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'I thought it was absurd.' Years-long city dispute holds up first-ever mosque in Troy

Posted at 5:45 PM, May 04, 2022
and last updated 2022-05-04 18:19:40-04

(WXYZ) — Ramadan, the holiest month of the year for Muslims, culminated earlier this week. It's a time of immense prayer and hope.

But one prayer that has yet to be answered for Muslims living in Troy is getting their very own place of worship in the city they call home.

Muslims in Troy have been trying to establish a mosque for nearly a decade, but say they've been unfairly met with resistance. In fact, a legal battle over one particular location began in 2018, but despite a court ruling in their favor, the fight isn't over.

Troy is the largest city in Oakland County, and is diverse ethnically and religiously. For 84,000 residents, there are 56 places of worship – churches, temples and a synagogue, but not a single mosque.

The Adam Community Center has long tried to change that. Their prayer space is tucked away in the basement of a real estate company, only meant to be temporary.

"We outgrew it, we actually outgrew it years before," Moulana Faheem Ahmed said.

On top of that, the steep stairs required to enter pose a problem for the group's aging members. Efforts, they say stemming back to 2013, to expand into an alternative location, were met with resistance. In 2018 though, they were able to get a location they say was ideal.

It was a restaurant, already zoned for assembly use, that would have simply required the green light from officials to be used religiously – a permission that had been granted to others, but ultimately wasn't granted to them.

"Our community should have been accommodated just like any other community – the Jewish community, Hindu community, the Christian community," Ahmed said.

The group alleges they were told by officials they were unlikely to find any suitable place within the city, and to look elsewhere.

"What did you think when you heard that," I asked Amy Doukare, the lead attorney in a 2018 lawsuit filed by the Adam Center.

"I thought it was absurd, to be honest with you," Doukare responded.

The lawsuit claims discrimination in zoning, the basis of a similar suit filed a year later by the Department of Justice.

This March, a judge ruled in favor of the DOJ, but the victory was met with cautious optimism. The city still won't clear the way for the building's use, and now said it's considering an appeal.

Dr. Nurul Amin is one of four owners of the 20,000-square-foot facility, fronting their own money to keep the building afloat as it sits idle nearly four years later.

"We pay a $10,000 mortgage every month," Amin said.

They pay at least $4,000 more for utilities and maintenance.

"I take from our 401K. These other people, they are taking from their business," Amin said.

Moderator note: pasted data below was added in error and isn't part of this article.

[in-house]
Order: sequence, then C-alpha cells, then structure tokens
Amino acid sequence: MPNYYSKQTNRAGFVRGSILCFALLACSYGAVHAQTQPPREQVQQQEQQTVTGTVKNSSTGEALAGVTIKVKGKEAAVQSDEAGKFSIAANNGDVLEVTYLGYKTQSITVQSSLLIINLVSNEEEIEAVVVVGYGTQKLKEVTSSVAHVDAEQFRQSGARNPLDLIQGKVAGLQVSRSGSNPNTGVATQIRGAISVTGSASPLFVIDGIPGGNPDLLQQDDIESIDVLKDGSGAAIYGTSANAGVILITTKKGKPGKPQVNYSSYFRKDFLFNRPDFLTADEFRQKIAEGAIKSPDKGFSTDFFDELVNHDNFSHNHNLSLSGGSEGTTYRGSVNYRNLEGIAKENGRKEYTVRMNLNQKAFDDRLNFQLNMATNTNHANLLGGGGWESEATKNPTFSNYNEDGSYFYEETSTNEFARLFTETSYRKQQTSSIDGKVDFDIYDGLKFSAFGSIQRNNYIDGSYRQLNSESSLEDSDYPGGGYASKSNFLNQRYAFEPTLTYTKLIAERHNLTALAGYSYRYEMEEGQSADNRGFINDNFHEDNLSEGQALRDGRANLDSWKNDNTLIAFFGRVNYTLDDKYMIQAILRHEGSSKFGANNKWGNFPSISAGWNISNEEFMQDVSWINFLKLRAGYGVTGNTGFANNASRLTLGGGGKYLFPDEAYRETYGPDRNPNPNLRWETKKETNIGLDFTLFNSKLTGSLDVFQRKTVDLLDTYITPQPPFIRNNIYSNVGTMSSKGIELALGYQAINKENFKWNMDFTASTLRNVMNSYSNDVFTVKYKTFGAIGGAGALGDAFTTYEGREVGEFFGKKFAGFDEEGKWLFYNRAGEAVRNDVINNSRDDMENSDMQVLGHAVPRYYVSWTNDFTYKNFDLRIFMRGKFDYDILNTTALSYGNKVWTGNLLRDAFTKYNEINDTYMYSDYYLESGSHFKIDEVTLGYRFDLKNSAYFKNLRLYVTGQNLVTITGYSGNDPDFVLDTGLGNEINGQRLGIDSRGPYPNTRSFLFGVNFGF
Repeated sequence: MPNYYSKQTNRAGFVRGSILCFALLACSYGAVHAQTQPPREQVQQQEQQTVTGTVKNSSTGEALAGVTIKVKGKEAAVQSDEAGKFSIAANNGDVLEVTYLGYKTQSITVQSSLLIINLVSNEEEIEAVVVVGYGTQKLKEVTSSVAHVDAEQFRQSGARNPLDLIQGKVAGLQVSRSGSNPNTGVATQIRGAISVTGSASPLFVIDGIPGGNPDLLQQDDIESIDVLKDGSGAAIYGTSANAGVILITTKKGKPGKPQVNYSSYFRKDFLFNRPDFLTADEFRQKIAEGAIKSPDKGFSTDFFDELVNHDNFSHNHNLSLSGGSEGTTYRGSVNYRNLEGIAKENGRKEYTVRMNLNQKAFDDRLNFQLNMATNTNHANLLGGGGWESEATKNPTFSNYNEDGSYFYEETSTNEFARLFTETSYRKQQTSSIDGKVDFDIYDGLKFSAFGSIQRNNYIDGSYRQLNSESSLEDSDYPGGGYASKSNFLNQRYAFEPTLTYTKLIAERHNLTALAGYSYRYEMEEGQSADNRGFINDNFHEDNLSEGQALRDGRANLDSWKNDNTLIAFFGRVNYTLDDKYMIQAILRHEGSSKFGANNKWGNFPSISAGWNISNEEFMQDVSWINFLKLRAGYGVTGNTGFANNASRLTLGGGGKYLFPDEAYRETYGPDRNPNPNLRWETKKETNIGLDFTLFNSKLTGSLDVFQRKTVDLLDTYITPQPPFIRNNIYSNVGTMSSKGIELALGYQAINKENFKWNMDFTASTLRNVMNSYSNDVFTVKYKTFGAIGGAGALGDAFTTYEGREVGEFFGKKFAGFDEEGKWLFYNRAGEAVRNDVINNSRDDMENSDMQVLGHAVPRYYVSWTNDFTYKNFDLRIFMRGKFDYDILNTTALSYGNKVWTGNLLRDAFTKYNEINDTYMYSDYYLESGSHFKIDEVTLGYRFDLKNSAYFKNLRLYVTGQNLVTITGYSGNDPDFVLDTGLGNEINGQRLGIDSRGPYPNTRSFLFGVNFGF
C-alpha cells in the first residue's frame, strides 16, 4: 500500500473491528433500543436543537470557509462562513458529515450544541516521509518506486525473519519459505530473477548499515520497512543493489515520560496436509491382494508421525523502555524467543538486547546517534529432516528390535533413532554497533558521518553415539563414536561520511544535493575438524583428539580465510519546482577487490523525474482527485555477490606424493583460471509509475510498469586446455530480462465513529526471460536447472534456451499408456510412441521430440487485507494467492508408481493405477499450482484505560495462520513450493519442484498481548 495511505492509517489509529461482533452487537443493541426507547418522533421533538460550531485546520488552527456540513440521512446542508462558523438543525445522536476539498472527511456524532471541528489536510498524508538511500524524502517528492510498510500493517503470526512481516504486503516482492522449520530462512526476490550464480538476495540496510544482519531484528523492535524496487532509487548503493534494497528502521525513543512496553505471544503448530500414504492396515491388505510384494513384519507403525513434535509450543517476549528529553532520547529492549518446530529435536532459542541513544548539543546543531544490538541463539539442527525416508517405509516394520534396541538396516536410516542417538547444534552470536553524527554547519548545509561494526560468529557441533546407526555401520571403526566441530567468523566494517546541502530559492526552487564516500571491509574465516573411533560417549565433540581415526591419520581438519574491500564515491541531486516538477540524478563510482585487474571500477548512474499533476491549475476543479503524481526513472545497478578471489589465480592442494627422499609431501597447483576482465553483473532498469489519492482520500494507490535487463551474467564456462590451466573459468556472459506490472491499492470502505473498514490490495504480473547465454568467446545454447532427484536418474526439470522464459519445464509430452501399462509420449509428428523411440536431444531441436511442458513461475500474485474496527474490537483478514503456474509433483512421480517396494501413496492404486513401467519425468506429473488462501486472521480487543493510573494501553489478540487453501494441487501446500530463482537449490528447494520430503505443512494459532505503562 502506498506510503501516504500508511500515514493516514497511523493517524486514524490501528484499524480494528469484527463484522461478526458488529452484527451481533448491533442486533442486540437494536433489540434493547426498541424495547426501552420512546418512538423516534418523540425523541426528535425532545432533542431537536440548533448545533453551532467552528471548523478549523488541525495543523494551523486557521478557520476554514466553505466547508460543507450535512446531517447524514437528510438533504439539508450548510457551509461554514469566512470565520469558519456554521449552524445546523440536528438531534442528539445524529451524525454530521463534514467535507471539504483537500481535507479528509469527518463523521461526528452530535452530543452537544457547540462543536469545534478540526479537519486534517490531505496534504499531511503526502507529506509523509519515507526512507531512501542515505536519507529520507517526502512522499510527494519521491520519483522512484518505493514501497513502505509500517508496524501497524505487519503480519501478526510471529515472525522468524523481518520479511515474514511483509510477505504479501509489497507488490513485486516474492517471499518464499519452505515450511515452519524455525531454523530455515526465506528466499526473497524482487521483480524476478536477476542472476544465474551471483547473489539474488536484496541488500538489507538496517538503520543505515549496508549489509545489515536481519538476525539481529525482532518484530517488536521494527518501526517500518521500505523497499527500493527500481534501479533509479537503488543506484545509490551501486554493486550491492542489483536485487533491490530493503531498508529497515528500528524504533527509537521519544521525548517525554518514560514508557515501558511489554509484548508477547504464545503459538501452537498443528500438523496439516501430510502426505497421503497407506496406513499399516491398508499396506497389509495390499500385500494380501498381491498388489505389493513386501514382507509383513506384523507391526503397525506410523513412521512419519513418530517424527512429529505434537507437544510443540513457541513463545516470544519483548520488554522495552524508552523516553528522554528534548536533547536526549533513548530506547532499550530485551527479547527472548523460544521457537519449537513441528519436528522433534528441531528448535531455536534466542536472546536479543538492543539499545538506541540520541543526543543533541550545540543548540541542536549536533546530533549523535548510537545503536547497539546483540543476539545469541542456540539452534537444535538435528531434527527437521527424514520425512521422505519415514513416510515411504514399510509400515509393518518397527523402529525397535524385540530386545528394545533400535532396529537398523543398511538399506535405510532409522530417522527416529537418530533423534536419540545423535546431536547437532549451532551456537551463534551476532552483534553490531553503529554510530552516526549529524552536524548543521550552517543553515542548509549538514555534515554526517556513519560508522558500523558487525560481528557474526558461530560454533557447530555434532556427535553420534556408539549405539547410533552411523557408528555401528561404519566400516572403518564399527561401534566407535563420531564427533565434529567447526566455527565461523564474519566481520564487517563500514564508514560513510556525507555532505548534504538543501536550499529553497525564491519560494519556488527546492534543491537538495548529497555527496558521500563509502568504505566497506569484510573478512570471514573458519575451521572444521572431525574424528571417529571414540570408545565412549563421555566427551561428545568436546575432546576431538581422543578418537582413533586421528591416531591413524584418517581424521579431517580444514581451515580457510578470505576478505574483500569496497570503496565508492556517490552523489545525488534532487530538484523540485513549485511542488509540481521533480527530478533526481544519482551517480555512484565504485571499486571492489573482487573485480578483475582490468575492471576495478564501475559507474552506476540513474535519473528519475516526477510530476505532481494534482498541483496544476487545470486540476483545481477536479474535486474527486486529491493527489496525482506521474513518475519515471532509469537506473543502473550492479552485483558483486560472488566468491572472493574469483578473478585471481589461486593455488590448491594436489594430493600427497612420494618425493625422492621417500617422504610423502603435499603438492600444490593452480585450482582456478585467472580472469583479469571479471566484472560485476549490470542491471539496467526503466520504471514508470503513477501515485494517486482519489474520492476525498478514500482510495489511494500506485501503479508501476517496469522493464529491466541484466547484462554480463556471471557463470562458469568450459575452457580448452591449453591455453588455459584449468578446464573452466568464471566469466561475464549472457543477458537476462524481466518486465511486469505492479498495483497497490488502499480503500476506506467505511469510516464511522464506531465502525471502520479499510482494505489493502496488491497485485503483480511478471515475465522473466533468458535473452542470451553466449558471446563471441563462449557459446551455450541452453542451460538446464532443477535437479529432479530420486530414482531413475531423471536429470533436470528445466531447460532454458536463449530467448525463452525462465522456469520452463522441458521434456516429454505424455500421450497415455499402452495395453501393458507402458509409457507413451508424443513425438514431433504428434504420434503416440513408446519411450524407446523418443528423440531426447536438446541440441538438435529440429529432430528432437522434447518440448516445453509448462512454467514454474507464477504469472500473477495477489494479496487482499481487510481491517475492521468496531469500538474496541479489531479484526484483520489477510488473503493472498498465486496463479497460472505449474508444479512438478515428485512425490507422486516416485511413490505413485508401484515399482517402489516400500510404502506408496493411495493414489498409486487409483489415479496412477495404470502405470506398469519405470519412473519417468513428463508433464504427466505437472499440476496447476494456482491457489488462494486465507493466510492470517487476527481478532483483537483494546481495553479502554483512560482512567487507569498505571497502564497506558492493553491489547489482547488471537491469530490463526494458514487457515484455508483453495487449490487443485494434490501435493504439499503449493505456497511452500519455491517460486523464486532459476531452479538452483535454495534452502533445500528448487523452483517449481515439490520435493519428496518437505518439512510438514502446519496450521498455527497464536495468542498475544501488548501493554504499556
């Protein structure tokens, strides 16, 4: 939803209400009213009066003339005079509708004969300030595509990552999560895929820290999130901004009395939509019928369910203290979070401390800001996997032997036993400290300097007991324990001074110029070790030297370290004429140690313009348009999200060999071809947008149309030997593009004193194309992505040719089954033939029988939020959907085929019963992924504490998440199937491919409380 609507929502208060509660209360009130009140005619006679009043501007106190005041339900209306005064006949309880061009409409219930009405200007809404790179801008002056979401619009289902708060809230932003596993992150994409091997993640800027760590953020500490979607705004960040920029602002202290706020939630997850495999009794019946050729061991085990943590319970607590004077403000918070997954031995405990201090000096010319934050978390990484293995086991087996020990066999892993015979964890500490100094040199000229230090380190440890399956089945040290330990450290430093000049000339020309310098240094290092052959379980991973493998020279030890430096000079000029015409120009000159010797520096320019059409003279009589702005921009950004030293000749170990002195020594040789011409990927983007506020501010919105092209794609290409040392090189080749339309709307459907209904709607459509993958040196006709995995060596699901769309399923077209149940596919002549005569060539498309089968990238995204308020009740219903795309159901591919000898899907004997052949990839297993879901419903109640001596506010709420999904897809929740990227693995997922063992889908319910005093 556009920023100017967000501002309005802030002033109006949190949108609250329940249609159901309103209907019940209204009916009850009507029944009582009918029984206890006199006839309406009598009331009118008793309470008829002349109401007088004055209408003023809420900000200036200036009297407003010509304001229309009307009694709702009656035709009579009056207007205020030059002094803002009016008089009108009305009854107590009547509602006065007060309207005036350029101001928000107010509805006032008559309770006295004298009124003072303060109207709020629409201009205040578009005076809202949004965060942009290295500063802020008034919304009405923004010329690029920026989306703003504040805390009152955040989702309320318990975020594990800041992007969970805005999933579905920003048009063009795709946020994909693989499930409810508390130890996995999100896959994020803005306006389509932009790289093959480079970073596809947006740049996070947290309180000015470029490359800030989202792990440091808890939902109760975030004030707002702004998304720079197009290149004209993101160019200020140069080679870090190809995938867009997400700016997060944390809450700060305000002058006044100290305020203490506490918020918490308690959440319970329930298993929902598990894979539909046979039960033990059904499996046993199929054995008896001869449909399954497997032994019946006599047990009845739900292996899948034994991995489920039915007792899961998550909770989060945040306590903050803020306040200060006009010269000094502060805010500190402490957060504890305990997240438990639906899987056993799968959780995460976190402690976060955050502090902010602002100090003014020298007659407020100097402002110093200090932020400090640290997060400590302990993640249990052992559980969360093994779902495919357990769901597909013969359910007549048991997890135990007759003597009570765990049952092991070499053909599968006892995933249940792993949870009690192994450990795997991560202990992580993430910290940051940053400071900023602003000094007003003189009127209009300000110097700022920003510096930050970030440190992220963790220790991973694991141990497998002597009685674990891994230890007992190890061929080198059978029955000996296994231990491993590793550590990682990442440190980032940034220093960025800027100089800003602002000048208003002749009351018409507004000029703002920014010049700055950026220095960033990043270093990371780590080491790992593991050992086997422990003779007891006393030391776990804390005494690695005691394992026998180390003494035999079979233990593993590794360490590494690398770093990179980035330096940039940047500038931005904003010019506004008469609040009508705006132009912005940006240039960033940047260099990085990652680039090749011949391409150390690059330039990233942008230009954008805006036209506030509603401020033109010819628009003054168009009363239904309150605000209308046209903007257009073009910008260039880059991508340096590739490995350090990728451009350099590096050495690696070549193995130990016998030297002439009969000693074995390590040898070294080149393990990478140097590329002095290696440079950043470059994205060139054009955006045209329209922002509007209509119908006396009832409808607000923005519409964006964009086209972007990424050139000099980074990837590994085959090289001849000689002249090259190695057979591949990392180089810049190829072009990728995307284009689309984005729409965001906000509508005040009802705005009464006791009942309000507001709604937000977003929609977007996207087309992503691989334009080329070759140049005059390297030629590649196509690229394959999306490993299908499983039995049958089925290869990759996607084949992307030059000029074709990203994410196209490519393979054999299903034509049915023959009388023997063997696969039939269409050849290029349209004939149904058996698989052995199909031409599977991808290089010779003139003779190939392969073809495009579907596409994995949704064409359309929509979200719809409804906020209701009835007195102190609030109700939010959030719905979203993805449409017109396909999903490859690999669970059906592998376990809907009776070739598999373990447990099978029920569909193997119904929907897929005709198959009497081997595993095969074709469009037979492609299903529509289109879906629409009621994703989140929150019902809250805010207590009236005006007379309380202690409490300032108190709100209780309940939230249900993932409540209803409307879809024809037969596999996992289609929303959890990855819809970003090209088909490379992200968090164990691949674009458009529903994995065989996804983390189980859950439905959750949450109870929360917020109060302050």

The mayor of Troy wrote in a Facebook post that the city has "a good faith belief that there were errors leading to the adverse decision."

"It’s hurtful to think that in this day and age, in a country where we’re really founded on the ideal of the freedom of religious expression, that we cannot have a single place, dedicated to Muslims in a city where there are three to 4,000 Muslims who worship on a daily basis," Doukare said.

The mayor has said on a number of occasions the city is not opposed to having a mosque in Troy, and the reason they haven't allowed the group to make use of the building is that they're waiting on a resolution on the suit by Adam Center seeking financial damages.

The mayor said, in part, “If the parties are unable to reach a settlement due to the monetary damage request, then the City will consider an appeal.” His full statement is below.

Full statement from Troy Mayor Ethan Baker below.

"Judge Edmunds has ordered the parties to try and facilitate a settlement for both lawsuits- the one filed by the Department of Justice and the one filed by Adam, so any appellate discussion is premature. Also, for clarification, the Court has issued an opinion in only one of the two companion cases- the one filed by the Department of Justice. The Court has not yet decided the case that was filed by Adam, where they are seeking significant monetary damages in addition to the injunctive relief that was also requested by the Department of Justice. As a precursor to any settlement, the City has detailed a number of public health and safety items that must be completed in the building in order to comply with International Fire Code and the State of Michigan building codes. Some of the work in the building was completed without a permit. These public health and safety items are separate from the zoning issue, which was the subject of the Court’s opinion in the Department of Justice case. The City has no choice but to prohibit occupancy in the building until there is compliance with these critical public health and safety items for the safety of any person who is in the building.

If the parties are unable to reach a settlement due to the monetary damage request, then the City will consider an appeal. The Court’s decision prohibits the City from enforcing public health and safety regulations that the City contends are appropriate for places of worship, which also guards against harm to neighboring property owners and the entire community.”